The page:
When justices are elected after big-money campaigns in which partisan sides back candidates partial to their politics, the system of checks and balances is jeopardized.

And so is our trust in the court's fairness.

Reform is required. Merit selection is the right choice.

What’s merit selection?

The State Journal editorial board supports merit selection as an alternative to Wisconsin’s Supreme Court elections, which have become increasingly influenced by partisan politics and misleading ads sponsored by outside interests.

The best merit selection systems employ a diverse, nonpartisan committee appointed by a variety of sources.

The committee recruits candidates and, in a public process, evaluates each according to character, competency, experience and related qualifications.

The committee then submits a list of finalists to the governor or another authority, who makes the selection from the list.

Justices are held accountable for their performance through periodic reviews by the committee or by voters who decide whether to retain a justice in a yes-or-no, uncontested election at the end of a term.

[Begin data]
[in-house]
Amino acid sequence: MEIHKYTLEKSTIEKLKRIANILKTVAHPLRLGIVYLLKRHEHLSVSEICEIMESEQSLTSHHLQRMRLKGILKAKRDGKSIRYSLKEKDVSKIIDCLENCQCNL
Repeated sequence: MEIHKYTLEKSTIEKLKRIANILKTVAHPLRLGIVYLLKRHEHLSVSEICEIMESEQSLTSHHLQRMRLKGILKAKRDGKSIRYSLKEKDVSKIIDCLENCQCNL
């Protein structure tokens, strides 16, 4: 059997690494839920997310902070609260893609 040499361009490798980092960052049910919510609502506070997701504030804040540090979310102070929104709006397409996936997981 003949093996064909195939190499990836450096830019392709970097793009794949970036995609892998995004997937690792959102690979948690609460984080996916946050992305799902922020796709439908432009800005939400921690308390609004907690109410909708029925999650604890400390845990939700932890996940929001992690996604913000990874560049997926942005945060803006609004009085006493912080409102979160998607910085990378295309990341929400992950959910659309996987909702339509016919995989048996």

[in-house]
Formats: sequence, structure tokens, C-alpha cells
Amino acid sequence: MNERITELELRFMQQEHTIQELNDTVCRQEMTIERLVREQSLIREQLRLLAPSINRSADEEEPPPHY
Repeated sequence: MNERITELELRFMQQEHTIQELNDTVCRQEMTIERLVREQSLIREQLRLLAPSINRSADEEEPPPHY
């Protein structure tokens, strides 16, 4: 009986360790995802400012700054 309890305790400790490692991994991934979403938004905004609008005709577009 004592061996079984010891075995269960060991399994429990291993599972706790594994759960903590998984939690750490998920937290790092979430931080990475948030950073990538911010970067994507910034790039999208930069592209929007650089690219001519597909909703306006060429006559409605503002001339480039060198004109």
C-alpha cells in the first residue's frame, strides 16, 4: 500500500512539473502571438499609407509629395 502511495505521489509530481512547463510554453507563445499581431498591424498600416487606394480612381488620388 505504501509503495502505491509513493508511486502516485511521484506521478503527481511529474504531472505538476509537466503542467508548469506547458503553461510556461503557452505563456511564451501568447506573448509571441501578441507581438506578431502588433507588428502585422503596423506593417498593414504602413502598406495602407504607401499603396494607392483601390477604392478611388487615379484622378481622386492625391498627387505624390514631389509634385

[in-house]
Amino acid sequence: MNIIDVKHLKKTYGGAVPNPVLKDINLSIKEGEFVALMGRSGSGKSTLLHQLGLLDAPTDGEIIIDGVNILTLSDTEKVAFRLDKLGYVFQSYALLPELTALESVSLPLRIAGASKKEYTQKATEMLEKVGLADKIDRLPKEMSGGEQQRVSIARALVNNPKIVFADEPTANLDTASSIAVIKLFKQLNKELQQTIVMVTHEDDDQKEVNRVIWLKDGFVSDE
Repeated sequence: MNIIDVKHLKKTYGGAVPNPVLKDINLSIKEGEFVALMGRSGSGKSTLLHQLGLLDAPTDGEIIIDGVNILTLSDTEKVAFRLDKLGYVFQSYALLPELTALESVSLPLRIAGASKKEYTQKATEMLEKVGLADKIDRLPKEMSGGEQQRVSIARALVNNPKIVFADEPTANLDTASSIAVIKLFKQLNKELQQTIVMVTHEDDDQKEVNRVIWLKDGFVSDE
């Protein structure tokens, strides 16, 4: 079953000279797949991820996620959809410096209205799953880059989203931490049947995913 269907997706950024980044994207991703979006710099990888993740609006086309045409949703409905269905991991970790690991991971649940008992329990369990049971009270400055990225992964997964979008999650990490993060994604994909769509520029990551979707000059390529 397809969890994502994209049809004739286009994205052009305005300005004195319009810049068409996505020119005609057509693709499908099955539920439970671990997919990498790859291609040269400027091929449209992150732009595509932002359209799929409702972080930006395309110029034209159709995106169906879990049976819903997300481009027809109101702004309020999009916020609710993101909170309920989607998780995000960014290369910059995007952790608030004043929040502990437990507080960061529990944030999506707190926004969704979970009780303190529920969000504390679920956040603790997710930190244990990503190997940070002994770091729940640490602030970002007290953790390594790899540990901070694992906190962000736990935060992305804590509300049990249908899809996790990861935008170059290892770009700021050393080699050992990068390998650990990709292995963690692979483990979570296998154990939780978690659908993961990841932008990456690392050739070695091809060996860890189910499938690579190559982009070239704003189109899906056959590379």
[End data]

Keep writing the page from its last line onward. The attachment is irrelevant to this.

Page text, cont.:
Twenty-four states and the District of Columbia already appoint their highest courts through merit selection. Merit reform is under discussion in Texas and Pennsylvania. In neighboring Minnesota merit selection legislation won committee approval this year before stalling as lawmakers dealt with a budget crisis.

For a fuller explanation of a good merit selection system, see the description of Arizona’s process

Friday, May 15, 2009

Guest Shot: I put away an innocent man

The following opinion was originally published in the Dallas News.

James A. Fry: I put away an innocent man

03:06 PM CDT on Thursday, May 14, 2009

When I prosecuted Charles Chatman for aggravated rape in 1981, I was certain I had the right man. His case was one of my first important felony cases as a Dallas County assistant district attorney. Chatman was convicted in a court of law by a jury of his peers. They, like me, were convinced of his guilt.

Nearly 27 years later, DNA proved me – and the criminal justice system – wrong. Chatman was freed from prison in January after DNA testing proved him innocent. He spent nearly three decades behind bars for a crime he did not commit – a stark reminder that our justice system is not immune from error. No reasonable person can question this simple truth.